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Why Liberals Can’t Govern
Those who believe in the inherent goodness of government avert their eyes from its abuses.

President Obama speaks while HHS secretary Kathleen Sebelius looks on.

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Jim Geraghty

Back in late February, a new contract document revealed that the Department of Health and Human Services would be paying $60 million for the computer cloud that supports back-end data sharing for HealthCare.gov and state Obamacare marketplaces, more than five times the amount in the original contract. This week HHS revealed that the contract has been further revised — to roughly $120 million, now more than ten times the original $11 million value of the contract when Centers for Medicare and Medicaid Services first awarded it in 2011.

In most professions, when you end up spending ten times what you budgeted, the consequences are swift and severe. Heads roll. Responsibilities are reassigned. Budgetary authority gets yanked. This, of course, is not how things work in the federal government.

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When George W. Bush was in the Oval Office, liberals often argued that conservative wariness and distrust of government made them poor managers of it. Because they didn’t believe in the power and benefits of an active, powerful federal bureaucracy, they tolerated and came to expect waste and mismanagement.

Alan Wolfe articulated this idea in the Washington Monthly in 2006. “Unable to shrink government but unwilling to improve it, conservatives attempt to split the difference,” he wrote, “expanding government for political gain, but always in ways that validate their disregard for the very thing they are expanding. The end result is not just bigger government, but more incompetent government. . . . As a way of governing, conservatism is another name for disaster.” His article was entitled simply “Why Conservatives Can’t Govern.”

That argument is strongly disputed, but the Obama administration has proven the flip side of the coin: Liberals’ belief in the inherent goodness of a far-reaching federal government drives them to avert their eyes from its wildest abuses, even when they are occurring right in front of them. Waste and mismanagement are ignored, dismissed, downplayed, and excused, because confronting them too directly would undermine the central tenet of their worldview: that the federal government is an irreplaceable tool for making the world a better place.

The Obamacare debacle is the most vivid example of high-profile failure and limited consequences. Kathleen Sebelius continues to run HHS, despite her admission that she didn’t tell the president about worries that the website wouldn’t be ready on time. CGI Federal no longer has the contract to build, maintain, and run HealthCare.gov; it will have to console itself with the $197 million it collected on a contract that was initially estimated to cost $94 million, and with the six additional contracts with HHS, worth $37 million, that it won between October 1, when the website launched with its myriad problems, and February. On February 21, CGI Federal signed a $4.87 million contract extension that will ensure it works on the site at least through March 31. New contractor Accenture has a one-year deal with HHS worth $91.1 million, with an additional $2 million in travel costs.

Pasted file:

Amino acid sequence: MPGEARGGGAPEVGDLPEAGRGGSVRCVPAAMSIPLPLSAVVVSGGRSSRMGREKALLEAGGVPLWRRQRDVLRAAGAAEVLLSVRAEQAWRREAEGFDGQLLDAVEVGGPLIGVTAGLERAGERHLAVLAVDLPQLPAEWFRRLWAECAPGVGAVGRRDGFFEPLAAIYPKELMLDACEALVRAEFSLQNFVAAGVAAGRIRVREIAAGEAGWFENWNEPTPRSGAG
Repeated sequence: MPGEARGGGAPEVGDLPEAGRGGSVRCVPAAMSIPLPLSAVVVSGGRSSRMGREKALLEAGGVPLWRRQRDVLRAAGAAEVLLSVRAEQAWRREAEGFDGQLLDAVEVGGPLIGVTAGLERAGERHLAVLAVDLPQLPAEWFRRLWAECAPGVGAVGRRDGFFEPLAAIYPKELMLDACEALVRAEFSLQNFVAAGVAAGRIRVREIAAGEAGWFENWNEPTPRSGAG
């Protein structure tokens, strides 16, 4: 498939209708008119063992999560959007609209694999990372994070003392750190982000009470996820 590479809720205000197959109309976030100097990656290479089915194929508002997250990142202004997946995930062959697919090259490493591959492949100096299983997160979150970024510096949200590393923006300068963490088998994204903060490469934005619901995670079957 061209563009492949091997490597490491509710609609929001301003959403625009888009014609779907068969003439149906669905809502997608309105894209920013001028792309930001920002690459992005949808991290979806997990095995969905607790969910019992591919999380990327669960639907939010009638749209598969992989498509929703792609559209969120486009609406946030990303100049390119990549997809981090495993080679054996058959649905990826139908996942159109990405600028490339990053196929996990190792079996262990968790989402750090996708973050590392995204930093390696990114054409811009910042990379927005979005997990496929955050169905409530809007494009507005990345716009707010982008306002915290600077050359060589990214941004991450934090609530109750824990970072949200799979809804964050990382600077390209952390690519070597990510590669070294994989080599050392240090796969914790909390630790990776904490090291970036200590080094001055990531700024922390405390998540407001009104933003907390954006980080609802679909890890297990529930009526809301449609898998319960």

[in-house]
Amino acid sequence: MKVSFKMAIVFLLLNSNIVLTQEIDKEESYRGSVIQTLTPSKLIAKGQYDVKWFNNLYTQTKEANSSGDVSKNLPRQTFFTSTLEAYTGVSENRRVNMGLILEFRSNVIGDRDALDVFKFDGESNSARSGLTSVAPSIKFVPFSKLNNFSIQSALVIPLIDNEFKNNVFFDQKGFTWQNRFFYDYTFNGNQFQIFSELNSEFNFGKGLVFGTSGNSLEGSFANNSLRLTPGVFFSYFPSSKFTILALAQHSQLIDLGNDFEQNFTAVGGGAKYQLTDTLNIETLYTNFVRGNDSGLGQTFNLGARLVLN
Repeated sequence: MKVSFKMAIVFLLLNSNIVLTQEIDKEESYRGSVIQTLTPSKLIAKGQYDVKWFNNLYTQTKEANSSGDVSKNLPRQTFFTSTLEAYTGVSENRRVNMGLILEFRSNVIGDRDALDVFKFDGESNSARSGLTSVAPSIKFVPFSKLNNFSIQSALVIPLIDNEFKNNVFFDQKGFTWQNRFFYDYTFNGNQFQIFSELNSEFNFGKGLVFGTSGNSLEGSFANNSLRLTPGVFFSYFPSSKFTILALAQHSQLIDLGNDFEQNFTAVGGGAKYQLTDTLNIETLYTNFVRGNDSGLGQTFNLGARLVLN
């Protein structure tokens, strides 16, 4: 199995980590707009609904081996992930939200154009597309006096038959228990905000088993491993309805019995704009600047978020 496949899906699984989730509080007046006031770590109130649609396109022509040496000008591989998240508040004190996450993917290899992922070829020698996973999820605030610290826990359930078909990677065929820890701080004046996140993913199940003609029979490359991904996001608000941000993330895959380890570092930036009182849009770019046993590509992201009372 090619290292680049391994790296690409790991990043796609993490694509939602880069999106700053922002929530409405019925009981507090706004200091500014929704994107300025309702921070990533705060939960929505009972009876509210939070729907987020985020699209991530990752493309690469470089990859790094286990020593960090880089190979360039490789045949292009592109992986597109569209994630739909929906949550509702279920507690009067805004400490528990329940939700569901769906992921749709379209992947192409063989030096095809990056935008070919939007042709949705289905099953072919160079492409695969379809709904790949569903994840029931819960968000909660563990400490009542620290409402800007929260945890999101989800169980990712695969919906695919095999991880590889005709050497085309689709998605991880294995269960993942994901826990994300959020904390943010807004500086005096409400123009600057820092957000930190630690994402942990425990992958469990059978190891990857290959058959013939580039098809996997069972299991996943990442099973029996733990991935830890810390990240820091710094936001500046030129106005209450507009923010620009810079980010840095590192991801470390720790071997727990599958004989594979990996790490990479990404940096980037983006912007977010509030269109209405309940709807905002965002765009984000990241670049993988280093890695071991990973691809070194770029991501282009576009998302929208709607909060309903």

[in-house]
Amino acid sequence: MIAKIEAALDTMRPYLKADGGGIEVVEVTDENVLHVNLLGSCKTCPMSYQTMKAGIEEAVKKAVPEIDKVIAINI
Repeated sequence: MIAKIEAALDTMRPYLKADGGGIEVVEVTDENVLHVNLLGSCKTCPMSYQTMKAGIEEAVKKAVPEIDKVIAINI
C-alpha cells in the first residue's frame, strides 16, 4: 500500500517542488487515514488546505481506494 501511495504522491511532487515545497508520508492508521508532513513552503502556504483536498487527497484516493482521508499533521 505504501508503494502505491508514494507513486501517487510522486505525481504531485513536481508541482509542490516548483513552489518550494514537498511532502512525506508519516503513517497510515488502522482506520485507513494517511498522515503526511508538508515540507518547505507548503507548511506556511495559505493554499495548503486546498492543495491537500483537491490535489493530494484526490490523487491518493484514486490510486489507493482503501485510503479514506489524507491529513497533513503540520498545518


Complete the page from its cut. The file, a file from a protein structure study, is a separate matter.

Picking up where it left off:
Over at The Washingtonian, Michael Gaynor offers further details on the culture of the Environmental Protection Agency, where John Beale was the highest-paid official while failing to show up for work months at a time, covering his tracks with strange and implausible tales of secret work for the Central Intelligence Agency.

The lack of accountability throughout the organization is jaw-dropping:

The EPA “research project” that took Beale to Los Angeles five times was really a smoke screen for visiting his parents in Bakersfield, two hours away. Yet his travel vouchers were barely reviewed. Officials didn’t question his expenses — they were approved laterally, by a peer instead of a manager. “Because of where he sat in the organizational structure, there were no questions,” [Office of the Inspector General special agent Mark] Kaminsky says.

Beale’s off-the-charts $206,000 salary, inflated because of the 25-percent retention bonus that never expired, was more than allowed under law. An Inspector General’s report published last year faulted a lack of internal controls at the EPA — there was no automatic stop on the bonuses after the designated allotments were distributed.

In the same report, the IG revealed that these pay issues had been brought to the attention of Beale’s office as early as July 2010. Yet managers believed that the discrepancy was a human-resources matter and tossed it back, causing it to languish for years. . . .Beale and Kaminsky counted up how often he’d used the CIA guise to skip work since 2000. The grand total: approximately 2 1/2 years.          

Investigators later put dollar amounts on his crimes: $437,901 in fraudulent retention bonuses, $58,127 for the “D.O. Oversight” absences, $8,000 for the parking spot, and so on. Altogether, he cost taxpayers $886,186.

Beale’s most recent manager at the EPA was Gina McCarthy, then the assistant administrator in the Office of Air and Radiation. She told the inspector general that she had “concerns” about Beale’s claim to be secretly working for the CIA, but there is no evidence she ever acted on those concerns, according to the Senate Committee on Environment and Public Works.



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